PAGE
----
I’d like to ask some (what I hope are easy) questions regarding overshot. I’ve never woven it, but I understand the idea of alternating a (usually) thicker pattern pick with a thinner “plain-weave” pick. I weave a lot of rep weave, so it makes sense.
Why is every other pick always called tabby or plain weave, when to me it seems obvious that there are some drafts that are so interlaced that it is not possible to include a true tabby (meaning every weft shot goes over ONE warp thread and next under ONE warp thread)? I have an 8-shaft draft on my loom right now where it was not possible to set up plain-weave treadles. I was able to come close, but it’s not a true plain weave. Yes, it’s true that on one treadle, half the threads go up, and on the next treadle, the other half go up. But it’s not plain weave. I was lucky that I could design it pretty close, but there are floats.
This terminology is very confusing to me. When I finally realized the draft I had tried to weave in the previous project, which had HUGE floats, was actually supposed to be overshot (the pattern didn’t say so or make a note that there should have been tabby shots), light bulbs went off.
But now that I know that there are invisible sort-of plain-weave shots in between each pattern shot in the weft, I am wondering whether there are also invisible so-called plain-weave shots in the warp, too?
I will answer your questions one by one and hope this makes sense! I’m numbering them below; there are three, even though they are interconnected.
"Every other pick” is only called plain weave when those picks actually do weave plain weave (this isn’t true of every other pick, the thin picks, in rep weave). Tabby, by definition does not refer only to the fact that they weave plain weave. Tabby picks do that, but they also alternate with a thicker weft, the pattern weft. The tabby picks weave a plain-weave ground cloth that the pattern weft floats on to make a pattern (they are called the “supplementary weft”). Weaves with a plain-weave ground cloth and a supplementary pattern weft include overshot, summer and winter, and other tied weaves.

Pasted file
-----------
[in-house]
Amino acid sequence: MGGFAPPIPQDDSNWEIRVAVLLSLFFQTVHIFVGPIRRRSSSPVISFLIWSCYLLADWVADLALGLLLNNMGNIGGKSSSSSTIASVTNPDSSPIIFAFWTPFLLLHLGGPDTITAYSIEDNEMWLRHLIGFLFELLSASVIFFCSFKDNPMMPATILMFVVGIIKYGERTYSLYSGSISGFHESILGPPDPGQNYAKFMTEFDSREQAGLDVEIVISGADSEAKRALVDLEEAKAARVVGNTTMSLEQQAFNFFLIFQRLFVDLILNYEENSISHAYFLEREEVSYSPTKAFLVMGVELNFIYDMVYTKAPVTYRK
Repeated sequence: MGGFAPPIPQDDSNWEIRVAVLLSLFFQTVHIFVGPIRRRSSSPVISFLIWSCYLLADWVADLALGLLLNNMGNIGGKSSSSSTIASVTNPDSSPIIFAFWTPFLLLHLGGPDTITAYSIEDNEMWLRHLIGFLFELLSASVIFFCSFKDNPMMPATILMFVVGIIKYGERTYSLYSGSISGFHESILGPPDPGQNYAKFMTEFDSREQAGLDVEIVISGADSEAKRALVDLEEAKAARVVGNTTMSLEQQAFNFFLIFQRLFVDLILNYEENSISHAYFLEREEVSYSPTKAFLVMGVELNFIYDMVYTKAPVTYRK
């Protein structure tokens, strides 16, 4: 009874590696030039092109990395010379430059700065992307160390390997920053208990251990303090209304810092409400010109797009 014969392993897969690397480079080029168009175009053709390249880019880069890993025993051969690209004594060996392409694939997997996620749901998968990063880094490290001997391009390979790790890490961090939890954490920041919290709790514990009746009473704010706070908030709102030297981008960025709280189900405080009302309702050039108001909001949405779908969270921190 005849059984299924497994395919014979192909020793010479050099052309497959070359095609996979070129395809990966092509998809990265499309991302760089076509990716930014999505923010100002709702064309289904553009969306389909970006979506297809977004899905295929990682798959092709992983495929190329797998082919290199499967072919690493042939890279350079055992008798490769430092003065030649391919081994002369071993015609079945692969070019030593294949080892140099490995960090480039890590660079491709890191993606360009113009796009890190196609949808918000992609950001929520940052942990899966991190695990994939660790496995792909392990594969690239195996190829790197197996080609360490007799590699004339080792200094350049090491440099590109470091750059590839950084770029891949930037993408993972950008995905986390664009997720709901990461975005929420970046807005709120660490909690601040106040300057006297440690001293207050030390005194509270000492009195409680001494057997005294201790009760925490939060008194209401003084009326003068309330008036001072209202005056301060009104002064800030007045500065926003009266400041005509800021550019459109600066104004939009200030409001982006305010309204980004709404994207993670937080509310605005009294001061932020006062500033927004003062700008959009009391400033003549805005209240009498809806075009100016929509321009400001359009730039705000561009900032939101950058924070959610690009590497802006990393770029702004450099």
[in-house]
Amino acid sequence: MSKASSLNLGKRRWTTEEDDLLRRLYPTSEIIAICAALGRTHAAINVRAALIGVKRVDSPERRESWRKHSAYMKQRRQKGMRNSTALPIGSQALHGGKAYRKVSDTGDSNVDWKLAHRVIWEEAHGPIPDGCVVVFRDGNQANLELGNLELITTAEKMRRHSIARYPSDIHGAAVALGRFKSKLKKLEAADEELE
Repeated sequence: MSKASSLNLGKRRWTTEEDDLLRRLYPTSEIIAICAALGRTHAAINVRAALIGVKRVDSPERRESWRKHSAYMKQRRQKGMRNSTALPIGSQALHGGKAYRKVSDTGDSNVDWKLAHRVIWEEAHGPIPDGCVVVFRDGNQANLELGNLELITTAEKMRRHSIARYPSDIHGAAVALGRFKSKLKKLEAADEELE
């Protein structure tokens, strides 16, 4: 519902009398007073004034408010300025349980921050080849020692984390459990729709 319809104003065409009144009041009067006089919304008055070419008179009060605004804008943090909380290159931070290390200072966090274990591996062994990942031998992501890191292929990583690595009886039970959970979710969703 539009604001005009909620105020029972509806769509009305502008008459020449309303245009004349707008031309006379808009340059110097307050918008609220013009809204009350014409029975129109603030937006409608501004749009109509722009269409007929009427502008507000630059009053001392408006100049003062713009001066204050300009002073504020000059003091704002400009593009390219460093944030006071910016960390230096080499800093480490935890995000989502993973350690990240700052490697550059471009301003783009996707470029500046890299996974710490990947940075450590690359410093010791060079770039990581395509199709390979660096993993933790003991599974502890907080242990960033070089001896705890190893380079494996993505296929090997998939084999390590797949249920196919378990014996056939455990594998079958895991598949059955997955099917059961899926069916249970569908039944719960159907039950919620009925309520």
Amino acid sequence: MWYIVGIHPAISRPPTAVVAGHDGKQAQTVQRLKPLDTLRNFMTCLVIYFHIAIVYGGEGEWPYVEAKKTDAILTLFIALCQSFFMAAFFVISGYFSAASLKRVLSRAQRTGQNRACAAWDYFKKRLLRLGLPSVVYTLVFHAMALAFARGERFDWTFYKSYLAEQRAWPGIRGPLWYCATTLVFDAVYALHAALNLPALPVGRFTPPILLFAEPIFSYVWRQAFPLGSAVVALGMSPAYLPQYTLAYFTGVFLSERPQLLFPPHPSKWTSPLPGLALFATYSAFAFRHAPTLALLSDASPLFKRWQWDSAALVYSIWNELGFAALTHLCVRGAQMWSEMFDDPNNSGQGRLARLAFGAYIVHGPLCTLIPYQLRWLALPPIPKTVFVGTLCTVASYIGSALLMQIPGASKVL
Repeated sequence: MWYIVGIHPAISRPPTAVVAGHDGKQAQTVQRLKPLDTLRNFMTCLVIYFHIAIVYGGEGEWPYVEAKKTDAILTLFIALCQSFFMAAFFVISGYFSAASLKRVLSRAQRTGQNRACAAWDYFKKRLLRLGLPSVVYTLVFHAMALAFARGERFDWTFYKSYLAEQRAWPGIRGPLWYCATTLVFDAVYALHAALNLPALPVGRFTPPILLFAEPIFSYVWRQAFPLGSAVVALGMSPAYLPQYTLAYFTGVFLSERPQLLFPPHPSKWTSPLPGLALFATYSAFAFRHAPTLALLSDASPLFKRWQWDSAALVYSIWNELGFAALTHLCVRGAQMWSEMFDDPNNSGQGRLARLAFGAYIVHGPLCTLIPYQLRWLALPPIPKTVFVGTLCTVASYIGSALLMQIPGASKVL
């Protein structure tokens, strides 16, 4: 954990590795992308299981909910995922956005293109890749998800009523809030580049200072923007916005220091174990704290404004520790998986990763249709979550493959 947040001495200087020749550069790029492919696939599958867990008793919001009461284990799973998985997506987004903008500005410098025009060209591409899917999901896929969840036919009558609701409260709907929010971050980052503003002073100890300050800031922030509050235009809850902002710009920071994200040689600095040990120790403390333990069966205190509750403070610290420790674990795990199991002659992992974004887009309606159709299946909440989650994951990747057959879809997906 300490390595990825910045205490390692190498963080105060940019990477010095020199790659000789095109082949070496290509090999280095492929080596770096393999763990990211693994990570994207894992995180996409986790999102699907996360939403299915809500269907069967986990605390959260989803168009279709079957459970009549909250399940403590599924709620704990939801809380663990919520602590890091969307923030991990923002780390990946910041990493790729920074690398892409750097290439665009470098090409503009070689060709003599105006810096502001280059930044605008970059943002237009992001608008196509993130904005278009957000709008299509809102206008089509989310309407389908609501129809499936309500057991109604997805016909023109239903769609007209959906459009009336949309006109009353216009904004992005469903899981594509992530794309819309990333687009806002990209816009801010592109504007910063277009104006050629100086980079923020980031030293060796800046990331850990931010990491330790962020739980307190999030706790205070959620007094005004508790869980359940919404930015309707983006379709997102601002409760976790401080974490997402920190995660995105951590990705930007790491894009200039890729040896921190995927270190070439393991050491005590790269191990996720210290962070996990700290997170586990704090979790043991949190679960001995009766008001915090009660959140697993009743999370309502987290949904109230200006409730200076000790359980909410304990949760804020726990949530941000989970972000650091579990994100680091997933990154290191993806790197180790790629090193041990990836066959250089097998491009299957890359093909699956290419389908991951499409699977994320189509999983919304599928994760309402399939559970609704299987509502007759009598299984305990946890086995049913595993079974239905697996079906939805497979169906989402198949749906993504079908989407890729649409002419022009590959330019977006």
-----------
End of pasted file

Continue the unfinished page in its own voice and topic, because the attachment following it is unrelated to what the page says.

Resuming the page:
Overshot treadling drafts often do not show the plain weave (tabby) picks because to do so would make them hundreds of threads long. Usually, at the side of an overshot draft somewhere, it will say “Use Tabby." After you are familiar with overshot drafts, you’ll recognize them right away and know they need tabby. Most of us learn about this exactly the way you did, by weaving an overshot draft without tabby, first.
The warp and tabby weft in overshot (and in other weaves with a plain-weave ground cloth) are not invisible, but they don’t contribute to the pattern itself. And yes, the warp is weaving plain weave with the tabby weft.
I hope this helps! Weaving takes time to learn, a quality we also learn to love! (Eventually.)